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sljunkie 09-15-2011 04:11 PM

ls long listing format - number of hard links / directories

I have a question regarding the 'ls -l' command - what does the 'number of linked hard-links' mean when the file is a directory?

anomie 09-15-2011 04:36 PM

Even for directories, it should still refer to hard links.



$ mkdir foo

$ ls -ld foo
drwxr-xr-x 2 me me 4096 Sep 15 15:32 foo

Right now there are two hard links:
  • foo
  • foo/.

The latter is the directory's reference to itself.

Let's create some stuff inside it:


$ touch foo/bar foo/baz

$ mkdir foo/boo

$ ls -ld foo
drwxr-xr-x 3 me me 4096 Sep 15 15:34 foo

Now there are three hard links for the directory. Why? Because now we have:
  • foo
  • foo/.
  • foo/boo/..

The last entry is the parent of boo (which is foo). If we create more subdirectories inside foo, the hard links will increase accordingly.

MensaWater 09-15-2011 04:47 PM

Hard links are refrences to the same inode (as opposed to file) on a given filesystem. Hard links do not take up any more space because all the space is in the original file.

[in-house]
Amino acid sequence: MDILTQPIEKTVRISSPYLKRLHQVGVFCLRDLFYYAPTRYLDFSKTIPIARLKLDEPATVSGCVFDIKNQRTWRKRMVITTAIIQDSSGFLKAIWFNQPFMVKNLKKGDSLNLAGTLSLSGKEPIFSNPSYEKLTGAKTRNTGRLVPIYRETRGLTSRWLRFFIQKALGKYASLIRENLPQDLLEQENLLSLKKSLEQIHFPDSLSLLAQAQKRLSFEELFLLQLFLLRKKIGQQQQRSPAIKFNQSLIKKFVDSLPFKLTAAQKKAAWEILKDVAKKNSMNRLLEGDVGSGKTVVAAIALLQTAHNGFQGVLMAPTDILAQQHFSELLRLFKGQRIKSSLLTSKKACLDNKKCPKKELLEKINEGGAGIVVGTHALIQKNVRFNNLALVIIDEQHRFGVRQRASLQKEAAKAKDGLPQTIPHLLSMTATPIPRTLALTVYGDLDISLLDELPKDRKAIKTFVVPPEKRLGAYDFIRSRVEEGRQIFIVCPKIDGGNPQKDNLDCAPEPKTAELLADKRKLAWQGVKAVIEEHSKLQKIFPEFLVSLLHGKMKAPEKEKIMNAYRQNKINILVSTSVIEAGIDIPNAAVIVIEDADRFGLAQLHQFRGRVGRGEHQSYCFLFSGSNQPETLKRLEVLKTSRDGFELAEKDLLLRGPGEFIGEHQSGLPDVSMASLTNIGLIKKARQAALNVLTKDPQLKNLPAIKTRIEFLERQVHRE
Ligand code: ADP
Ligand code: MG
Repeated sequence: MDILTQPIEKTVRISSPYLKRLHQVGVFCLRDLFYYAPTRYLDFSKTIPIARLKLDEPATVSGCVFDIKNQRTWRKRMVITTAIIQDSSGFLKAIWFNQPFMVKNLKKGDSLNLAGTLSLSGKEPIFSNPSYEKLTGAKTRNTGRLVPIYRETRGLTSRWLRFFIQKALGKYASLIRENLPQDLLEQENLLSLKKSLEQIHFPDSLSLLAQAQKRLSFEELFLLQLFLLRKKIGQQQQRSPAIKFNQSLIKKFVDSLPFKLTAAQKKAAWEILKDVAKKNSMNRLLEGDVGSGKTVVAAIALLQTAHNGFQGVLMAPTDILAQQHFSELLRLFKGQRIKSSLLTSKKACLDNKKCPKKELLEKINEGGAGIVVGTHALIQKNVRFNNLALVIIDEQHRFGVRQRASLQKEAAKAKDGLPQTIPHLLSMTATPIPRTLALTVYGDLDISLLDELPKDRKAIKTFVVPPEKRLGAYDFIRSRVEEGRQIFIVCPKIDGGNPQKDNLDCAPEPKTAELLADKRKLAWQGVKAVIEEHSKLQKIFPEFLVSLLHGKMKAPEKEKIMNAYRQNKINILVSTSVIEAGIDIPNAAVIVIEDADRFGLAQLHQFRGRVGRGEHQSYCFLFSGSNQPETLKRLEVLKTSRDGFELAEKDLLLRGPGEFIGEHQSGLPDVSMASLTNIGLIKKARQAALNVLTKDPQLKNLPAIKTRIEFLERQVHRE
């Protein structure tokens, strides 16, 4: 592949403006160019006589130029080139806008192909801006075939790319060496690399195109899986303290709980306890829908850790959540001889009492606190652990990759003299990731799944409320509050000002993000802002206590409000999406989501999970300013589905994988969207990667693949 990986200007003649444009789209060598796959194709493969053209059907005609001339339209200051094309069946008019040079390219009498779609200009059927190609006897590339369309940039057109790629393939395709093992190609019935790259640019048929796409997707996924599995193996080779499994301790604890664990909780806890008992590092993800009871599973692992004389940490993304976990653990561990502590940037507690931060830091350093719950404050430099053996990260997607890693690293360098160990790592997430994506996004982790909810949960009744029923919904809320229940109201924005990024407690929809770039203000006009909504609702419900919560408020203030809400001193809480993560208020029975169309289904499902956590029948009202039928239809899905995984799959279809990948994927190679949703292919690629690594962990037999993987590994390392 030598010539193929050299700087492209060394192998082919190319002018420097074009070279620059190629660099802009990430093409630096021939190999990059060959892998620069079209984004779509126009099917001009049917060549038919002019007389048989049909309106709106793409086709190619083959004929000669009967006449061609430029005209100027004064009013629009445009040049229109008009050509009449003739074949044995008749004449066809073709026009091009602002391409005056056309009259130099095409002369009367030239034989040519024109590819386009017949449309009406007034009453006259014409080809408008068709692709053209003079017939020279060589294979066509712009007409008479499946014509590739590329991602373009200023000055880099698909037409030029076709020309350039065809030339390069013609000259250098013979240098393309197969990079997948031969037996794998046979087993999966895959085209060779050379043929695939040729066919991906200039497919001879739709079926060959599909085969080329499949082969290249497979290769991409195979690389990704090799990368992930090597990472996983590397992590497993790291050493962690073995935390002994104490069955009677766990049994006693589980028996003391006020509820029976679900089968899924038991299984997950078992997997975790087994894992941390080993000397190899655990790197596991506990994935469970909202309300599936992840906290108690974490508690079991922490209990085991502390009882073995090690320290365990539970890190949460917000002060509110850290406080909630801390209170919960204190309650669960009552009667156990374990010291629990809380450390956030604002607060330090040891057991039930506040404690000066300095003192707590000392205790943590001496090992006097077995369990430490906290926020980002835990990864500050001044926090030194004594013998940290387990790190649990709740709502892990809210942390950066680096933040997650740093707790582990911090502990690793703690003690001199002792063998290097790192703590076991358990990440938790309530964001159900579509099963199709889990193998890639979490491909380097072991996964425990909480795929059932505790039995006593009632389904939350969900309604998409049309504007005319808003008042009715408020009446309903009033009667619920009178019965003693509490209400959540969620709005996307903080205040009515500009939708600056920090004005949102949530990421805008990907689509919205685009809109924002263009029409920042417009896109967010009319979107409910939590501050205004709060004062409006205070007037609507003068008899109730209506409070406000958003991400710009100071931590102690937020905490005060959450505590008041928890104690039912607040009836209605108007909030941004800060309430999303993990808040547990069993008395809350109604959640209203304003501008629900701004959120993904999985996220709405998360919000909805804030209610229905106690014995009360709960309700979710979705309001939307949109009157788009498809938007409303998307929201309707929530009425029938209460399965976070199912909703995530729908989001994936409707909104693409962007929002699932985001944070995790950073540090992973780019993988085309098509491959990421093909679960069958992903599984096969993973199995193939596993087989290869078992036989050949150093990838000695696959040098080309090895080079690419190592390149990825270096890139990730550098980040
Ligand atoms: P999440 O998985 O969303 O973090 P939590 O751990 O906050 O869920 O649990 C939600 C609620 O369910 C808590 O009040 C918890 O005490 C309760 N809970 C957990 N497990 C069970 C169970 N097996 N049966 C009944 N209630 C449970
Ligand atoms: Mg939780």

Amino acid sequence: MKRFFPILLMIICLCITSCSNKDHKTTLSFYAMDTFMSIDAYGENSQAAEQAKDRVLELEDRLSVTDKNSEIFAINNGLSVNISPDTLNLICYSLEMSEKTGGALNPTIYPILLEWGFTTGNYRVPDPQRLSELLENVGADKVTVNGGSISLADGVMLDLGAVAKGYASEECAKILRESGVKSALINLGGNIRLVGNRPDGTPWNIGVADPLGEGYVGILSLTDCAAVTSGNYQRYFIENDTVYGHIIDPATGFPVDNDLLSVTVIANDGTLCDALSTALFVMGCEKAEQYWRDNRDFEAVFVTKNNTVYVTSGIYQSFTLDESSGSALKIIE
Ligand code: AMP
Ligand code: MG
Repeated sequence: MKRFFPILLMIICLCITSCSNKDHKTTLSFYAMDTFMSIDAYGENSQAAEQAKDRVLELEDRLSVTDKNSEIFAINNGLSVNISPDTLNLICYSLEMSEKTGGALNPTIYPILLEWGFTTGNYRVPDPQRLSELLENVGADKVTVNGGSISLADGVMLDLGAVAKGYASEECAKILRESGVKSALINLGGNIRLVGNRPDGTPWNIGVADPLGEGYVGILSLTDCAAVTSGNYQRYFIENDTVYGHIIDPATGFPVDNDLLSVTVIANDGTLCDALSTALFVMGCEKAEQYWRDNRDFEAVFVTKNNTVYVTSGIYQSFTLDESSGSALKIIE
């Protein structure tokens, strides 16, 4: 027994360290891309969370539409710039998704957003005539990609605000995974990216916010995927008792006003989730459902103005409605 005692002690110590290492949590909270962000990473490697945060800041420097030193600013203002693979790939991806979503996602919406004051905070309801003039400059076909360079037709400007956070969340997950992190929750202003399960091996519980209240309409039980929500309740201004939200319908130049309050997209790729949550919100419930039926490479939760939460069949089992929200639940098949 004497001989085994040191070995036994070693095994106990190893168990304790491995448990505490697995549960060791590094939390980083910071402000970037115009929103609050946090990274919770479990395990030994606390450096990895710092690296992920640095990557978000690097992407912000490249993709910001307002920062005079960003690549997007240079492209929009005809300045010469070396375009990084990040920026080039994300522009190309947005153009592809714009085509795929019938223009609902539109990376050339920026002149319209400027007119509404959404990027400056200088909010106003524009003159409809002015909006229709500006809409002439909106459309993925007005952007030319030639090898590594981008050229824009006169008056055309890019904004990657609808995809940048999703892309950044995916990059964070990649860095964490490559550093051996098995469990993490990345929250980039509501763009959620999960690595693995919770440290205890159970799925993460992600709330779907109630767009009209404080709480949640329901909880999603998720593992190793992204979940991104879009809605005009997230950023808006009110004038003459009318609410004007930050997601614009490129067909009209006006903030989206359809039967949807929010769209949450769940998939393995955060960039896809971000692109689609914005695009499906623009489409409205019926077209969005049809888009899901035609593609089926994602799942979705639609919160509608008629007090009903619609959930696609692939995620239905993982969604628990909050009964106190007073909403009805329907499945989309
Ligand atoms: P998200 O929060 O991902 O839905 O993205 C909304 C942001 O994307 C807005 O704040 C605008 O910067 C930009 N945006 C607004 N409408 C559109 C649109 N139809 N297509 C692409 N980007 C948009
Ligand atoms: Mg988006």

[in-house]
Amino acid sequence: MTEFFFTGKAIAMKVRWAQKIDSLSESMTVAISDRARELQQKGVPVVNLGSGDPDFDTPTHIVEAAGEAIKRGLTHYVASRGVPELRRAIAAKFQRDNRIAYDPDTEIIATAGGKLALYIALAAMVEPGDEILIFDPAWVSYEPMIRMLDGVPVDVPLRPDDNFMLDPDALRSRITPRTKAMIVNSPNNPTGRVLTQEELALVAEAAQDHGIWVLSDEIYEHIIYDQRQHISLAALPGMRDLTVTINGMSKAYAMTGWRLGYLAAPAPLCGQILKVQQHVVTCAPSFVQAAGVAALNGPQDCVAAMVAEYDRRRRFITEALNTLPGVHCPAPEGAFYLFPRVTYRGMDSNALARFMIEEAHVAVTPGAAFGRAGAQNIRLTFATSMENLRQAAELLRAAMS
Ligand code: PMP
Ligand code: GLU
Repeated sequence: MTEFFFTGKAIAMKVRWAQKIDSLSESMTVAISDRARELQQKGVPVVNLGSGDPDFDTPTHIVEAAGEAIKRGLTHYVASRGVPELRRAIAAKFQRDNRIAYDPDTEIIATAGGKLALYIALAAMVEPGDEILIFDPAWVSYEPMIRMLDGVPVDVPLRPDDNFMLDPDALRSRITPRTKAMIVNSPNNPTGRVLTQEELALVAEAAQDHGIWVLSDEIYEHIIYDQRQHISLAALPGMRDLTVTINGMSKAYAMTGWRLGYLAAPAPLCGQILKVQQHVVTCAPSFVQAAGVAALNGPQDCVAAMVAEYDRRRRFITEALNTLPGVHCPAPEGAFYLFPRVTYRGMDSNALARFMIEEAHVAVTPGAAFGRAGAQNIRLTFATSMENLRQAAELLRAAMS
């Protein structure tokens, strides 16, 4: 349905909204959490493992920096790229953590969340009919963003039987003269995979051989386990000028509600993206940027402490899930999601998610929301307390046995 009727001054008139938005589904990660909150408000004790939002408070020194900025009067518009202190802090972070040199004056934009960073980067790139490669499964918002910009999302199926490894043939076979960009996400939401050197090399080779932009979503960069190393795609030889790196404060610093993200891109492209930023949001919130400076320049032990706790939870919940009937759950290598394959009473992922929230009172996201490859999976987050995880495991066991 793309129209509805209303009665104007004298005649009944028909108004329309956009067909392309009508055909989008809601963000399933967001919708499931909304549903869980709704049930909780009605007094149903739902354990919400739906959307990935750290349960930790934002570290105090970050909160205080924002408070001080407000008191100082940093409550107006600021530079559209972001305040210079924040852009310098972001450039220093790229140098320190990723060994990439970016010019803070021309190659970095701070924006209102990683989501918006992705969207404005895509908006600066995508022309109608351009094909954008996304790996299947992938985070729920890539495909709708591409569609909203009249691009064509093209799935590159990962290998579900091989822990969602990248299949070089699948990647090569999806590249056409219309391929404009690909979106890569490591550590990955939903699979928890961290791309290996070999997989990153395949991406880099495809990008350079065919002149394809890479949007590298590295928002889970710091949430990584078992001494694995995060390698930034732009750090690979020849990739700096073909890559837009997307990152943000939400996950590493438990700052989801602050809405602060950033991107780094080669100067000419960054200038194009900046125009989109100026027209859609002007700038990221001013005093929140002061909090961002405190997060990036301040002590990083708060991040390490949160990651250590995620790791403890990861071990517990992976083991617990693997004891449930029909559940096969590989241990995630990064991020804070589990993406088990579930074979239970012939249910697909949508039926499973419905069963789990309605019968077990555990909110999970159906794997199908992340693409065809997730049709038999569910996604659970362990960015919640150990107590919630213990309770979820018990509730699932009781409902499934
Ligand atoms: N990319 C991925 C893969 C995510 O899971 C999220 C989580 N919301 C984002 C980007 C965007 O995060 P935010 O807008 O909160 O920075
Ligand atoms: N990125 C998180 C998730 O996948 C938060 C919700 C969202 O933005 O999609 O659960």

Soft links (a/k/a symbolic links and slinks) are references to a file and do not have to be on the same filesystem as the original file. Each slink takes up a tiny amount of space.

The most common default hard links to a directory are the "." and ".." seen in subdirectory paths below it. The "." in a directory is shorthand for "this directory" and the ".." is shorthand for "the parent directory of this directory".

Of course you can use the ln (link) command to create additional hard links or soft links to any given file. (Note that a directory is a "file" in UNIX/Linux.)

sljunkie 09-15-2011 05:43 PM

Thanks folks, I'm currently teaching informatics for the little ones (10/11 years old) and I tough them how to make hard and soft links, and the long listing format, and now I can explain to them this topic better.

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